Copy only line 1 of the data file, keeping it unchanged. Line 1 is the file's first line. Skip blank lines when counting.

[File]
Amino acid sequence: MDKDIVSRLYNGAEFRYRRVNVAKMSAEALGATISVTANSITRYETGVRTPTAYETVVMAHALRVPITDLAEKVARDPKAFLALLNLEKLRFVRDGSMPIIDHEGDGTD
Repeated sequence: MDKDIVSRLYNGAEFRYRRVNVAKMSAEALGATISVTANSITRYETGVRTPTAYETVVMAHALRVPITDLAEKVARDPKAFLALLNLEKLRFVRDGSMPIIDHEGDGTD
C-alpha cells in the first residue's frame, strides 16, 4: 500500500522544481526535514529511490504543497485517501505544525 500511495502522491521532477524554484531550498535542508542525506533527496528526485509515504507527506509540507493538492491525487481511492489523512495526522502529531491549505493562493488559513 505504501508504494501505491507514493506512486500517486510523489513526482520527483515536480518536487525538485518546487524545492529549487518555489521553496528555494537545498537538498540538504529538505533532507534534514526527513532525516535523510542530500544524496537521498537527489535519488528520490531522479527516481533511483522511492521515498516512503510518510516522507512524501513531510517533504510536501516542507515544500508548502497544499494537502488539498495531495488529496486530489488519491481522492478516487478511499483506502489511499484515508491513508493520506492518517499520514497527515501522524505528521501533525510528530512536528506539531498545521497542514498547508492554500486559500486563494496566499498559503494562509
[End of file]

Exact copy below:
Amino acid sequence: MDKDIVSRLYNGAEFRYRRVNVAKMSAEALGATISVTANSITRYETGVRTPTAYETVVMAHALRVPITDLAEKVARDPKAFLALLNLEKLRFVRDGSMPIIDHEGDGTD